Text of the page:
Head of Australia’s Covid vaccine strategy not ruling out cash incentives to achieve 80% teiken

The head of the country’s Covid vaccination program, Luitenant-generaal John Frewen, says the government may yet use cash incentives to encourage take-up, as he says it is “mathematically” possible for 80% of eligible Australians to be fully immunised by December.

New targets released by Frewen’s taskforce on Tuesday forecast a rapid ramp-up of the vaccination program over the coming months, with Operation Covid Shield planning to use drive-through vaccination clinics, retail hubs and workplace vaccination programs to drive up the national vaccination rate from its current 20% level.

Frewen said that he believed the government had sufficient supplies and distribution channels coming on stream to meet the 80% double dose target, but it would depend on public willingness to get vaccinated.

“It really is about people in Australia coming forward and coming forward with some urgency to get vaccinated," hy het gesê.

“We will have everything in place to be able to get to those sorts of numbers by the end of the year, but public willingness to come forward is key and all of us need to keep encouraging everybody to get that vaccination booked and get out and get vaccinated.”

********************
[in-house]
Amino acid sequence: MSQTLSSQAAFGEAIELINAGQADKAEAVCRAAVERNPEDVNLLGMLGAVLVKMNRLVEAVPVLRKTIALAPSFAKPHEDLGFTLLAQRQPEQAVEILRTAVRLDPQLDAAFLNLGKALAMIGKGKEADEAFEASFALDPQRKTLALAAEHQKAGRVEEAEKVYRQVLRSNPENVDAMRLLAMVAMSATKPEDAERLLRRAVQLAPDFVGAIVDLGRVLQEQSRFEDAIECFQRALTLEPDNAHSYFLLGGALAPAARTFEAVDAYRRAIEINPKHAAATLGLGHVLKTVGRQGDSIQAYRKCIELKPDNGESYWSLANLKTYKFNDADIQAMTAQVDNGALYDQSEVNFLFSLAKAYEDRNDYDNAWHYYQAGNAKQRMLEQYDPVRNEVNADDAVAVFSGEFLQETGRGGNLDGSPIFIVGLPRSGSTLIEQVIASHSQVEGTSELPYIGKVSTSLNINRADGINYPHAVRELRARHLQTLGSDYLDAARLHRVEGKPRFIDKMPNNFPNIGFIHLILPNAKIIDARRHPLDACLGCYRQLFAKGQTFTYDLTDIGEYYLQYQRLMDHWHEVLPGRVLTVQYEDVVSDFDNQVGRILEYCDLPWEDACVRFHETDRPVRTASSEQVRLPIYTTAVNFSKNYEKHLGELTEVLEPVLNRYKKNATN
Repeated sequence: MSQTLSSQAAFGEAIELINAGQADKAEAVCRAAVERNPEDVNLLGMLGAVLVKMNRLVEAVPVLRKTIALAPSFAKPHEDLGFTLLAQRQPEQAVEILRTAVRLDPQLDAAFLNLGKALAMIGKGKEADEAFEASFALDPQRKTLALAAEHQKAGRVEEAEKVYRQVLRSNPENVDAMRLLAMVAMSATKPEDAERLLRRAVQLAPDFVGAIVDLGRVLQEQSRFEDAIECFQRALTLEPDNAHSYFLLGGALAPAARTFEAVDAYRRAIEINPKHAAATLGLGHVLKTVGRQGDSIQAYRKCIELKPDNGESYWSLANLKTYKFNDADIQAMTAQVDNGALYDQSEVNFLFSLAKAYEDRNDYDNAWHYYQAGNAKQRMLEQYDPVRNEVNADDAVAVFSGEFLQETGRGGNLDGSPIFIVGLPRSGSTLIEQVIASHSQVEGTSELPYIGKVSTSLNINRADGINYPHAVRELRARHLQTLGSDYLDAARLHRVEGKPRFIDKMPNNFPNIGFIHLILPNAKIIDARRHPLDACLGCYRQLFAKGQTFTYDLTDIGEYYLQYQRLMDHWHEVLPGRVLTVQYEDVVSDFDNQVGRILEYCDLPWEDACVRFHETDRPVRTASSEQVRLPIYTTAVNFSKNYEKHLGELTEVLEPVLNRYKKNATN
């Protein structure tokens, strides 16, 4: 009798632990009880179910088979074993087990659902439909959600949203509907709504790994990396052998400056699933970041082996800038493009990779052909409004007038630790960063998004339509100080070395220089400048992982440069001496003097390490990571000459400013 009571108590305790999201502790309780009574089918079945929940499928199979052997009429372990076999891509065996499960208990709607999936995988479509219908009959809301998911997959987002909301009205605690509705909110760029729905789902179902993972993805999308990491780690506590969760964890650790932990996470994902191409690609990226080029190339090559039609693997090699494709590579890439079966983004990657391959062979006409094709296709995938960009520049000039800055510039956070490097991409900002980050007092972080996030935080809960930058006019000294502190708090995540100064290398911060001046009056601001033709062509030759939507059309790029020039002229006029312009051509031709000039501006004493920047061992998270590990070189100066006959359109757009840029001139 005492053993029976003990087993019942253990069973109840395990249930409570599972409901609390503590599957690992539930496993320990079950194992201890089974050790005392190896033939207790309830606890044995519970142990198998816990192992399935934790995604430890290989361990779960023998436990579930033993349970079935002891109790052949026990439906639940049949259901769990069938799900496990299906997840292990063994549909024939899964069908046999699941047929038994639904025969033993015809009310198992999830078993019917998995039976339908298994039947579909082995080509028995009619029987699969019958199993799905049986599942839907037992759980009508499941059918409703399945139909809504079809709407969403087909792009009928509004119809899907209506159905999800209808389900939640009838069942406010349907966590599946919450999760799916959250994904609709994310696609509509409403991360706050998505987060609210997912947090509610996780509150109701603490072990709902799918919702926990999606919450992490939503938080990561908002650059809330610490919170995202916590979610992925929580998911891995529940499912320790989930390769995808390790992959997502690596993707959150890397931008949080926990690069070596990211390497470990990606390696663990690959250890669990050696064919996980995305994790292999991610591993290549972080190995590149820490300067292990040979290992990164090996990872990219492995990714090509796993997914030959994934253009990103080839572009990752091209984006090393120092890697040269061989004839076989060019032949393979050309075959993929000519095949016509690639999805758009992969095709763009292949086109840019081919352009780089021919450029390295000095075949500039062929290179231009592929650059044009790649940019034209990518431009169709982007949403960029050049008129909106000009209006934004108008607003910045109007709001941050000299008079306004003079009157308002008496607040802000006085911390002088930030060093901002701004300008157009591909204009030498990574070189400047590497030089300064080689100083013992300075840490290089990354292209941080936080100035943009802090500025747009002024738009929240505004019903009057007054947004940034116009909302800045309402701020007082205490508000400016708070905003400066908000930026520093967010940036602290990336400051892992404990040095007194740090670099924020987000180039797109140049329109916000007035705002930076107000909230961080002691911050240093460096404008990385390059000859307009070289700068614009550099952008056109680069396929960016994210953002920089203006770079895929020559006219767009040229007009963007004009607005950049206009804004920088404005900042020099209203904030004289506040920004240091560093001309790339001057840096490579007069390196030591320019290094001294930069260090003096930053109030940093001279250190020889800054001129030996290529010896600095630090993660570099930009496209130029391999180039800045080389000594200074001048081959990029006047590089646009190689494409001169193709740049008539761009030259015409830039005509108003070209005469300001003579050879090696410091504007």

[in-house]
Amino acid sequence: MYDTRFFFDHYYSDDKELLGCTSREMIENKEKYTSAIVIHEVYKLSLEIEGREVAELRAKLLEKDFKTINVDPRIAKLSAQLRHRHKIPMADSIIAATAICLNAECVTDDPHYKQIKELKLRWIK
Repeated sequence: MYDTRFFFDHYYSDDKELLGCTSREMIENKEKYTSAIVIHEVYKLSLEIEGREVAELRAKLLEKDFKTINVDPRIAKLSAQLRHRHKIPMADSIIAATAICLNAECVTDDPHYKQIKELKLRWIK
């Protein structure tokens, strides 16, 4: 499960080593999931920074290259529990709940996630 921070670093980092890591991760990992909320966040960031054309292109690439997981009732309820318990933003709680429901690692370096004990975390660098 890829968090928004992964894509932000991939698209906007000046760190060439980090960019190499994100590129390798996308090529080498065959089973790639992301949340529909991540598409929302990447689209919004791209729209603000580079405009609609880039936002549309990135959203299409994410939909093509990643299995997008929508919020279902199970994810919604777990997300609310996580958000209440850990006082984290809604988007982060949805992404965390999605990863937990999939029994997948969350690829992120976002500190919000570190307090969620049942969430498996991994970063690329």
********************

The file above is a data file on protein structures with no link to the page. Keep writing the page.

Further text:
Frewen was asked about Labor’s proposed $300 cash for jabs plan, and said incentives were being considered, “but right now Australians are coming forward.”

“Demand is still exceeding supply right now, so the time for incentives I think may be later in the year when we’re getting into some of the more hesitant sort of groups," hy het gesê.

“We will look at all of the sorts of positive alternatives. There is cash, there is the ideas of lotteries, all these things are being discussed.”

“But what is resonating with people right now really is being able to get back to the sort of lifestyle we used to enjoy, international travel, not having to do quarantine, not having to go into lockdowns and those sorts of things.”

“Getting vaccinated is the right thing to do, it’s the right thing for individuals and it is the right thing for our nation.”

Frewen also said a new advertising campaign would be launched to coincide with increased supplies of vaccine coming on stream, with targeted messages to hesitant groups.

He also said he was confident that these supplies would be able to be distributed through the states and new distribution channels, based on each of their needs and “particular styles”.

He said decisions about who would get vaccine supplies – for example, whether companies would be allocated batches within current jurisdictional quotas or separately to the state amounts – was still to be negotiated.

“When it comes to the distribution, I will make recommendations about where major new arrivals of vaccines might go, but ultimately this is a matter for government, and they will ultimately decide," hy het gesê.